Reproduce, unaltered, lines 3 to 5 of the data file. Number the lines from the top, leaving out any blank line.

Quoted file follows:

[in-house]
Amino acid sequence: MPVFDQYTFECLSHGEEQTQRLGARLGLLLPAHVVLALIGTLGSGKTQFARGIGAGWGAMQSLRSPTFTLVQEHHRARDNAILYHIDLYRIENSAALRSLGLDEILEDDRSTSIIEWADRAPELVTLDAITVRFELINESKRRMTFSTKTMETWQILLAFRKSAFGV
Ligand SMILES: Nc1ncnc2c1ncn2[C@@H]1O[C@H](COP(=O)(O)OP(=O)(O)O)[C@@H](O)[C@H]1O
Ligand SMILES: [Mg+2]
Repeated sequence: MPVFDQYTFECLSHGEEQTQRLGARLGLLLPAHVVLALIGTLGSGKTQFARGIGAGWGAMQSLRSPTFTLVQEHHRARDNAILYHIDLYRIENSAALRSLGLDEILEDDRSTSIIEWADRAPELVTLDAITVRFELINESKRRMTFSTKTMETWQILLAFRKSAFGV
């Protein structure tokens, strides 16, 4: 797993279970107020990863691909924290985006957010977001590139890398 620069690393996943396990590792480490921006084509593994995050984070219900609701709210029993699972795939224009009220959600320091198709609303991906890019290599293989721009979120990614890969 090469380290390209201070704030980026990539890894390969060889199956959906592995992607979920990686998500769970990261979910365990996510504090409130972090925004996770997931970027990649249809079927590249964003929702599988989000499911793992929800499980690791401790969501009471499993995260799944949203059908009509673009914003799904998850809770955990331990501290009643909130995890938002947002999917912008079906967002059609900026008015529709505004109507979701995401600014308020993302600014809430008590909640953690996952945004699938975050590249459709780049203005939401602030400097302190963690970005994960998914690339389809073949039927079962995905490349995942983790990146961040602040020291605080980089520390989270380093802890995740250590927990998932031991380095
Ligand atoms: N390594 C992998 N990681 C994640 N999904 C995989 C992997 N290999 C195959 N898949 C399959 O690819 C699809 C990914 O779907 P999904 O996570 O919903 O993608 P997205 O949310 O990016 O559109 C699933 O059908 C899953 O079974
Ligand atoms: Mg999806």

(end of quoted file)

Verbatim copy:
Ligand SMILES: Nc1ncnc2c1ncn2[C@@H]1O[C@H](COP(=O)(O)OP(=O)(O)O)[C@@H](O)[C@H]1O
Ligand SMILES: [Mg+2]
Repeated sequence: MPVFDQYTFECLSHGEEQTQRLGARLGLLLPAHVVLALIGTLGSGKTQFARGIGAGWGAMQSLRSPTFTLVQEHHRARDNAILYHIDLYRIENSAALRSLGLDEILEDDRSTSIIEWADRAPELVTLDAITVRFELINESKRRMTFSTKTMETWQILLAFRKSAFGV